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DBS sues magazine over comments on Temasek links.

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  • Jake Lloyd-Smith -South China Morning Pos
    By Jake Lloyd-Smith in Singapore. 616 words 14 January 2003 South China Morning Post 6 English (c) 2003 South China Morning Post Publishers Limited, Hong Kong.
    Message 1 of 1 , Jan 23, 2003
      By Jake Lloyd-Smith in Singapore.
      616 words
      14 January 2003
      South China Morning Post
      (c) 2003 South China Morning Post Publishers Limited, Hong Kong. All
      rights reserved.

      Singapore's political leaders have long had a fondness for targeting
      their opponents and the media with defamation lawsuits when they feel
      that they have been maligned. Now one of the city-state's biggest
      businesses is taking a similar tack.

      DBS Group, the state-linked financial group, and its main subsidiary,
      DBS Bank, are suing international magazine BusinessWeek for comments
      published last year that examined trends and changes among government-
      linked companies.

      Last week the magazine's lawyers indicated that their client would
      contest the case, according to a document filed with Singapore's High
      Court on Thursday. According to a November 27 writ of summons - seen
      by the South China Morning Post yesterday - DBS Group and DBS Bank
      are demanding that the magazine and its publisher, United States-
      based McGraw-Hill, pay aggravated damages for the comments, plus
      legal costs.

      DBS Group and its subsidiary also want the magazine served with a
      restraining order that prevents it from publishing the same or
      similar comments in future.

      The DBS writ names as defendants Michael Shari, BusinessWeek's
      Singapore bureau chief, and its editor-in-chief, Stephen Shepard.

      The writ alleges that a September 9 article in the magazine's Asian
      edition - "Stirring Up Singapore Inc" - "injured (the plaintiffs')
      credit and reputation" and brought DBS Group and DBS Bank
      into "public scandal, odium and contempt". It added that the article
      was "riddled with factual inaccuracies".

      The article reported on the appointment in May of Ho Ching to a
      powerful new role at Temasek Holdings, the government's main domestic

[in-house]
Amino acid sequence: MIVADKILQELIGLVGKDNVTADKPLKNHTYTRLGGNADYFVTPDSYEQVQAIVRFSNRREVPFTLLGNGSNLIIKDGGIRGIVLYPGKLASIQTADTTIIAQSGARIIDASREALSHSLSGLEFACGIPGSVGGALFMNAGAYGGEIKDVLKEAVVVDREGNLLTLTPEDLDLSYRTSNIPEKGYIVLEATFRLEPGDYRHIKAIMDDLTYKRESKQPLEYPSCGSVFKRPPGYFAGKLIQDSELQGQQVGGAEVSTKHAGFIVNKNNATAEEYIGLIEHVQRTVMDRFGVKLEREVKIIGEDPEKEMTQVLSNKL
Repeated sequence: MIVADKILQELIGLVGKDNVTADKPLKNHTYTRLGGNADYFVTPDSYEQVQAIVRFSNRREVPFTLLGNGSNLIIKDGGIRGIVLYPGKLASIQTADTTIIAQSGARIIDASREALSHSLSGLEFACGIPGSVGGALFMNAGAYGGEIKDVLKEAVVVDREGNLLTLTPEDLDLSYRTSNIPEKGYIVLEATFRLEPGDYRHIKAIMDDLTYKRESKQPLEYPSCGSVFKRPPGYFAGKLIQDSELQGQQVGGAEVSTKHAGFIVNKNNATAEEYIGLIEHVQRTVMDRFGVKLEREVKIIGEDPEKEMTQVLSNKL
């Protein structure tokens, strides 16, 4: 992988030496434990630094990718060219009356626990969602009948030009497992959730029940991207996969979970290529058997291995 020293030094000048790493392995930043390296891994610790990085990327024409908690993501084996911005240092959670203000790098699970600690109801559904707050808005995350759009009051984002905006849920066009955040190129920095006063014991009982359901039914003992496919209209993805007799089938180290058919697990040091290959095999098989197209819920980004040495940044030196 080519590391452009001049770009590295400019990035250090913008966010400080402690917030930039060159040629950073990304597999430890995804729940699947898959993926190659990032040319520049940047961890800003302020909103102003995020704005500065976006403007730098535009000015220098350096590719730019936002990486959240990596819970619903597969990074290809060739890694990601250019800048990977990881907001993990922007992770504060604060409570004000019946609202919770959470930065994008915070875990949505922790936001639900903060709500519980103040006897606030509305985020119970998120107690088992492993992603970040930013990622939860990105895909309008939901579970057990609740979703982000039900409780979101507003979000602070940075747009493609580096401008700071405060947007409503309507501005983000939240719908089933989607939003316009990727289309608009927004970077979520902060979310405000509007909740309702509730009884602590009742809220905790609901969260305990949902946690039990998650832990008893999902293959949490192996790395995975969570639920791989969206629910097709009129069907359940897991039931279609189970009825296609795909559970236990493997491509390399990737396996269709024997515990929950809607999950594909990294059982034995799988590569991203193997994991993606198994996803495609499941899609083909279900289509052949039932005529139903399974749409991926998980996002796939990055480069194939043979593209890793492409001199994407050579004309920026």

investment agency. Ms Ho is a high-profile businesswoman, who is also
      married to Deputy Prime Minister Lee Hsien Loong.

      The BusinessWeek report looked at changes at some Temasek companies
      in the months following Ms Ho's appointment, including an ultimately
      abortive bid by senior executives at state-linked NatSteel to buy
      their own company.

      The allegedly defamatory statements centre on the relationship
      between Temasek and DBS Group and DBS Bank. In particular, they
      focused on an alleged offer of loan financing to NatSteel's
      management for the buyout bid from the banking group.

      Temasek was involved with many aspects of the drawn out battle for
      NatSteel, which was taken over last week by investment consortium 98

      Temasek was a direct shareholder in NatSteel, plus an indirect
      shareholder in NatSteel through DBS Group. It is also an equity
      holder in 98 Holdings.

      During the takeover battle both Temasek and DBS sold their NatSteel
      stakes to 98 Holdings, although there is no suggestion that either of
      them acted improperly.

      The role played in Singapore by Temasek is a sensitive topic in the

      Ms Ho's appointment also generated extensive media discussion due in
      part to her membership of Singapore's most important family. Mr Lee,
      her husband, is expected to succeed Goh Chok Tong as prime minister,
      while his father and Ms Ho's father-in-law, Lee Kuan Yew, is the
      country's Senior Minister.

      Included in the Temasek stable are some of Singapore's best known
      companies including DBS Group, flag-carrier Singapore Airlines and
      defence conglomerate Singapore Technologies.

      The plaintiffs' writ said that DBS Group and DBS Bank had written to
      BusinessWeek in September asking for a withdrawal of the statements
      and an apology. The magazine's lawyers replied in two letters the
      following month.

      In the separate reply dated last Thursday, the magazine's lawyers
      said their clients would "deny each and every allegation made in the
      statement of claim" by DBS Group and DBS Bank.

      DBS Group and BusinessWeek representatives did not offer separate
      comment yesterday.
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